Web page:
Aluminum foil is a valuable tool for preparing bbq ribs, pork butts, and brisket. When used correctly, it helps improve consistency and predictability in barbecue preparation.
Some might call it a “crutch”, but for me using aluminum foil is a common sense approach to preparing good barbecue. I’m not currently aware of any bbq contest winners that do not use it in abundance. I’m not saying you can’t win without it, but I’d wager that 95% of all bbq contest champions are using it when they prepare their contest meats.
Here are some examples of how I use it:
For ribs…..I slow cook my baby backs for 2 1/2 hours at 225 degrees. Then I wrap them in a double thickness of foil with the meat side down with three ounces of apple juice or grape juice or a mixture of both, for 1 1/2 hours cooking at 250 degrees. After an hour, I remove the foil, brush on my favorite sauce, and cook for 30 or 40 minutes until the meat starts to pull away gently from the bones.
For pork butts or brisket…I slow cook the pork butts and briskets for 5 hours at 225 degrees and wrap in a double thickness of aluminum foil. I cook them until the internal meat temperature reaches 198 degrees as measured with a meat thermometer.
Using a double thickness of foil prevents the rib bones from puncturing the foil and the juice running out. When cooking bigger pieces of meat like briskets and pork butts, there is a lot of juice and aus jous that collects in the foil. A double thickness helps prevent leakage and preserves the juice for basting the meat later on, if desired.
Aluminum foil is also used as an aid to accelerate the cooking process. A pork butt or brisket cooked without using aluminum foil can take two or three hours longer to cook. It also makes a good disposable surface for preparing meats. At contests when water isn’t readily available at my cooksite, I sometimes spread a sheet of foil over my cutting board when injecting the larger cuts of meats. When finished, I simply fold up the foil and throw it away.
How to keep BBQ hot if you’re not quite ready to eat it…use an ice chest/ice cooler. Put some hot water in an empty ice chest, close the lid and let it set for 3 or 4 minutes. Drain the hot water and you’ve got yourself a portable BBQ warmer. We’ve kept pork butts warm this way for 6 or 7 hours.
How to keep your hands clean when cooking BBQ…use powder free latex gloves. They come in packs of 100 at the local Sam’s Club and will keep your hands clean. You’ll maintain good sanitary practices too. Many bbq sanctioning bodies require the use of gloves when preparing contest entries.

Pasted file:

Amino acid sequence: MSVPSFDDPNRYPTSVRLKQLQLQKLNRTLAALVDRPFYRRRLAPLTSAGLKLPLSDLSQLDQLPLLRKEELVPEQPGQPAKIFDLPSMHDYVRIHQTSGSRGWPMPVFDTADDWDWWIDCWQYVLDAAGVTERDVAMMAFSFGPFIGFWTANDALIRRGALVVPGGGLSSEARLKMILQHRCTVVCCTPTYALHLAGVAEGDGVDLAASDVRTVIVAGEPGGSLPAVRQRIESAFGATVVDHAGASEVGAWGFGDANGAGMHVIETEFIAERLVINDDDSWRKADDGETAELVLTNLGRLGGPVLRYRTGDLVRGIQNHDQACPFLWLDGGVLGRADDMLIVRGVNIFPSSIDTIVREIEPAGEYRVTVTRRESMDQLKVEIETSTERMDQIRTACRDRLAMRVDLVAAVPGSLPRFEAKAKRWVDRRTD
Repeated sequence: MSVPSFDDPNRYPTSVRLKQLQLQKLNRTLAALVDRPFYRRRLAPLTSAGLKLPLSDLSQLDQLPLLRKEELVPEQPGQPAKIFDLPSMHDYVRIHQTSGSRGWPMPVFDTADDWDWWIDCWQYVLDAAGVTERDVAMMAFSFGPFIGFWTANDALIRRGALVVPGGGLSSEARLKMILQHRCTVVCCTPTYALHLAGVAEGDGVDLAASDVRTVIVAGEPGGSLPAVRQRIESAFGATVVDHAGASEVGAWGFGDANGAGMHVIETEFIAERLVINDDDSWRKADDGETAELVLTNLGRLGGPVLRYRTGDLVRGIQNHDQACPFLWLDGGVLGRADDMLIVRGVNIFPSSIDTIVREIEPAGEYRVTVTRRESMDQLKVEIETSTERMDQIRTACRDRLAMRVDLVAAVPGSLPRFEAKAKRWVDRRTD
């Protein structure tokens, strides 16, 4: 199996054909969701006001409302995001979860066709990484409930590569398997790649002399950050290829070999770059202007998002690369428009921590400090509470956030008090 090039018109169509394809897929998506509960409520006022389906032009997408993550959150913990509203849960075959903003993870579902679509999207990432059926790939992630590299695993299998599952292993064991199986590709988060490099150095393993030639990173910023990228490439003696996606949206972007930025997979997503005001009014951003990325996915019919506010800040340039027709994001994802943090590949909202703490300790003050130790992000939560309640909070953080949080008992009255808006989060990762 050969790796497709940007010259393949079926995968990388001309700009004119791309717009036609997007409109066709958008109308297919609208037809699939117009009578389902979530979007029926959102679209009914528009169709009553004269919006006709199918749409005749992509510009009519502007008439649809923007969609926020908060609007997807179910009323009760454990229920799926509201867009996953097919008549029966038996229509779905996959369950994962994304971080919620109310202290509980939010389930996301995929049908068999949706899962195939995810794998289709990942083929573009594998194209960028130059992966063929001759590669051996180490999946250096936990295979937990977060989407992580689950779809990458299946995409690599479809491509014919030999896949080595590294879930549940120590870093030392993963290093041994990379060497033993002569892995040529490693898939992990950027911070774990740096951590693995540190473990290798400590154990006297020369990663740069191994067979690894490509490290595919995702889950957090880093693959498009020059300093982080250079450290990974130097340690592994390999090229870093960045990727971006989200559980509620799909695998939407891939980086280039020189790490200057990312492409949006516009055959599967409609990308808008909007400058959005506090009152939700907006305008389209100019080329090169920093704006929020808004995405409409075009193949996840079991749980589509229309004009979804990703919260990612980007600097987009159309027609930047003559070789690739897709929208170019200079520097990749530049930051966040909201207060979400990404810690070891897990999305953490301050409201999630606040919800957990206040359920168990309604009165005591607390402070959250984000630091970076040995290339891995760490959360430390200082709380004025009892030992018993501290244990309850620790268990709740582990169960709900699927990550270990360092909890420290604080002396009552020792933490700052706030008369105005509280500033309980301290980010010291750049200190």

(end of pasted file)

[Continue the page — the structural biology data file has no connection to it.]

How to keep your spouse interested in the BBQ hobby…get him/her involved in it with you. It’s a lot of fun. You meet nice people and it’s something you can do together.
How to keep your BBQ expenses in line with your budget…research all your purchases thoroughly. Make sure your purchase will do what you want it to do BEFORE you purchase it. For example, if you want to learn to cook whole hogs, you probably need to consider a big cooker or if you want to cook 10-15 racks spare ribs every weekend you’re going to need something bigger than a WSM.
How to continually improve your BBQ recipes…keep records of your cooking efforts including cook times, prepping techniques used and especially measurements for sauces or rubs and spices used. When you tweak the recipe for taste, only change one thing at a time–change the cook time, change the rub, change the sauce, but try to avoid completely changing everything all at once. Small changes to your technique and recipes will help you focus on the effects better and you’ll be able to fine tune the product quality more efficiently.
A couple of years ago, I purchased a commercial grade vacuum sealer from Cabela’s.
My wife and I were looking for a solution for storing leftover bbq. I often cook multiple pork butts and multiple briskets, which is a lot of meat for two people. We love the vacuum sealer. Leftover bbq will store for a few days in standard plastic bowls with lids, but more than a few days of storage requires something more substantial. Enter the vacuum sealer solution.
The vacuum sealer extends the storage life of food by withdrawing oxygen that accelerates the deterioriation and hastens the spoilage process in food. After cooking, we just place the remaining meat into a bag of the appropriate size, press a button and a few seconds later we have a professional quality vacuum seal that will store in the freezer or refrigerator with ease.
When we have a craving for bbq, we just pop the bag into a pan of hot water and–presto–we have a bbq meal at our fingertips.
I’ll be the first to warn prospective vacuum sealer shoppers that the CG-15 Commercial Grade Vacuum Sealer is not inexpensive. Ours cost $399.99 and the 15 x 18 size bags were another $45.00, but when you bbq as much as we do…and can’t eat all that you cook in one setting (we often cook 10-15 lbs. of meat at a time), the vacuum sealer is a wise investment.
For the cost conscious bbq cook, Foodsaver makes a more economical line of vacuum sealers that retail for prices in the $100 range. The Foodsaver bags are less expensive as well. I’ve not used a Foodsaver, so I can’t vouch for their effectiveness as compared to the Cabela’s model.